Uncommon Table Expressions

  • Comments posted to this topic are about the item Uncommon Table Expressions



    PeteK
    I have CDO. It's like OCD but all the letters are in alphabetical order... as they should be.

  • really liked the article...

    "Keep Trying"

  • I was surprised to see the implementation of CTE recursion (in 2005 at least) performed similarly too inbuilt functions for small string lengths (read napkin test of up to 400) for the last example compared to

    SELECT @str2 = SUBSTRING(@Str1,1,@offset-1) + @char + Substring(@Str1,@offset+1,len(@str1))

    The elapsed time was comparable

    The recursive reported measurable cpu time and 2 worktable scans

    The inbuilt did not report anything

    Forgive if I am new to this but does that mean that inbuilt functions don't add to reported CPU ?

    The inbuilt in a scalar select didn't generate a query plan on execution; I guess it wasn't considered worth caching.

  • Nice article 🙂

  • Nice Article. I would definitely like to go with this technique as there are very limited scenarios where you need huge documents to get parsed character by character. I have checked this routine for about 20,000 characters and it gave results in approx. 1 sec. Quite good.

    Nice and informative...

    Atif Sheikh

    ----------------------------------------------------------------------------------------------------------------------------------------------------------------------
    Sometimes, winning is not an issue but trying.
    You can check my BLOG
    [font="Arial Black"]here[/font][/url][/right]

  • Recursive CTE's are great for answering hierarchical questions, but usages such as this strike me as a bit lame. Despite your disclaimer, it looks as though less reasoning types will use this way beyond the narrow scope intended by the article.

    I'd much rather see the Database Vendor support regular expressions in a more comprehensive manner (e.g perl-compatible etc).

    select replace(PhoneNumber, '\D', '', 'g') as "Cleaned Phone Number"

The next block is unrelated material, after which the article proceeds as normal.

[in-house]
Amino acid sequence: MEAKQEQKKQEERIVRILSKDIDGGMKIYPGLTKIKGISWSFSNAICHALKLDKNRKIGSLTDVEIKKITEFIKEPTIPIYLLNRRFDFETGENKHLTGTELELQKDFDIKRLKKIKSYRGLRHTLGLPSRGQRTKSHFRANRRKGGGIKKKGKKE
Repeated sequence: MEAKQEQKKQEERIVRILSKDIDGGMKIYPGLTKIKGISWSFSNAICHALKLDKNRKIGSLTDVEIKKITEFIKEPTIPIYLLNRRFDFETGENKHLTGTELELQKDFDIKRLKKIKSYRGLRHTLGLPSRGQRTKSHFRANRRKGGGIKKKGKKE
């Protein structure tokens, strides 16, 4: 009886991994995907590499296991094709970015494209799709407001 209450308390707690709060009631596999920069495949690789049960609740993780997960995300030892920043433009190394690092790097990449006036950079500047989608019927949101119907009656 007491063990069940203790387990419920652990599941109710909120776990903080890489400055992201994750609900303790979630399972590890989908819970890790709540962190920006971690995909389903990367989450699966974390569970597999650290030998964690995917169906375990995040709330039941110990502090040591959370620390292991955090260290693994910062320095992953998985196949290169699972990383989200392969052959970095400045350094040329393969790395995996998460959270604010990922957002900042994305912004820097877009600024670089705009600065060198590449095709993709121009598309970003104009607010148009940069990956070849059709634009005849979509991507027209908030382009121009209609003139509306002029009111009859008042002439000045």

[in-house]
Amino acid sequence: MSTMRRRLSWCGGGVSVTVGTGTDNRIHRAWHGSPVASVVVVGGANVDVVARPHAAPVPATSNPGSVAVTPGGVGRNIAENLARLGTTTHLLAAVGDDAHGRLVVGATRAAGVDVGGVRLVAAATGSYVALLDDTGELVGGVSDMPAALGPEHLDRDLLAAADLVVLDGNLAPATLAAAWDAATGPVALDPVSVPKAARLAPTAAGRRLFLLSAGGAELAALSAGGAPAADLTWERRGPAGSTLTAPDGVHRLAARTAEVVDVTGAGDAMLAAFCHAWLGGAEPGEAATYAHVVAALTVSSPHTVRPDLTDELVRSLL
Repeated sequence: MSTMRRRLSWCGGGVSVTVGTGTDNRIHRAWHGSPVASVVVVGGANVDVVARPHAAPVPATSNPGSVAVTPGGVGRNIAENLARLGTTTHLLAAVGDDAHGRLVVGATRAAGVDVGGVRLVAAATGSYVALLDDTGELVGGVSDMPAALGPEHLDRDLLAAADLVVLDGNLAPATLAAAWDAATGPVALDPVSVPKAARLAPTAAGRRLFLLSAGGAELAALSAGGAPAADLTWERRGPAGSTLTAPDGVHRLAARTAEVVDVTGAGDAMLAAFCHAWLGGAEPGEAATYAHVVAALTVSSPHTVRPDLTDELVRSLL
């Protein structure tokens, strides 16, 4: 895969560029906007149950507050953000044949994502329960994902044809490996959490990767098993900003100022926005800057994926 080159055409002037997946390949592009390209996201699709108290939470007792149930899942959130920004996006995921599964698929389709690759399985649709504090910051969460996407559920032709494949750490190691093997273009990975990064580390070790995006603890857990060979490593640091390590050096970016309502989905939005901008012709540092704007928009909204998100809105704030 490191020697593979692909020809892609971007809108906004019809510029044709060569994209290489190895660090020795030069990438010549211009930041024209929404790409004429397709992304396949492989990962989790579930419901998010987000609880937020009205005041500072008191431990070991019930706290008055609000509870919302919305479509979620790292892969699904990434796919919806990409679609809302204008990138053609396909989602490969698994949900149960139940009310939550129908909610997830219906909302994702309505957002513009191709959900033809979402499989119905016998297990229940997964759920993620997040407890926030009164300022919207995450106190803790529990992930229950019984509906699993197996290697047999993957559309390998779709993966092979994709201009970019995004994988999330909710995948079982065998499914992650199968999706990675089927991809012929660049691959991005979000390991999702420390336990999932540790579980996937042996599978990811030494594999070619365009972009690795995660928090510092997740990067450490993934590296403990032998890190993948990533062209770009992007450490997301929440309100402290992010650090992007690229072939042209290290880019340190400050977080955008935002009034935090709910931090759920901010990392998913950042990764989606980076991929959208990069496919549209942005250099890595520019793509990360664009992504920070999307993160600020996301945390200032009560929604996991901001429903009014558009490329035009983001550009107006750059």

from .......

    ......

  • Good article!

  • Those who might use 'The REPLACE_Nth_CHAR Function' might also be interested in STUFF (deletes a specified length of characters and inserts another set of characters at a specified starting point).

  • The "replace Nth character" doesn't actually catch the Nth instance of a particular character, it just replaces the Nth character.

    Try it on "Susy sells sea shells by the sea shore.", and try using it to replace the third "s". As written, it doesn't even have an input parameter (variable) for which character to replace, nor does adding one to the case statement accomplish this.

    What it really does is simply replace the third character (or whichever character you use in the case statement). Since that can be done much more easily with Stuff, I don't see a purpose for that particular piece of code. If you really want to replace the third "s" in that string, here's how I'd go about it:

    declare @String varchar(1000), @String2 varchar(1000),

    @Letter char(1), @Occurance int, @Replace char(1)

    select @String = 'Susy sells sea shells by the sea shore.',

    @String2 = '',

    @Letter = 's',

    @Occurance = 3,

    @Replace = 'X'

    ;with Chars ([Char], [Pos], Ord) as

    (select substring(@String, number, 1),

    row_number() over (partition by substring(@String, number, 1) order by number),

    number

    from common.dbo.smallnumbers

    where number between 1 and len(@String))

    select @String2 =

    @String2 +

    case

    when [Char] = @Letter and [Pos] = @Occurance then @Replace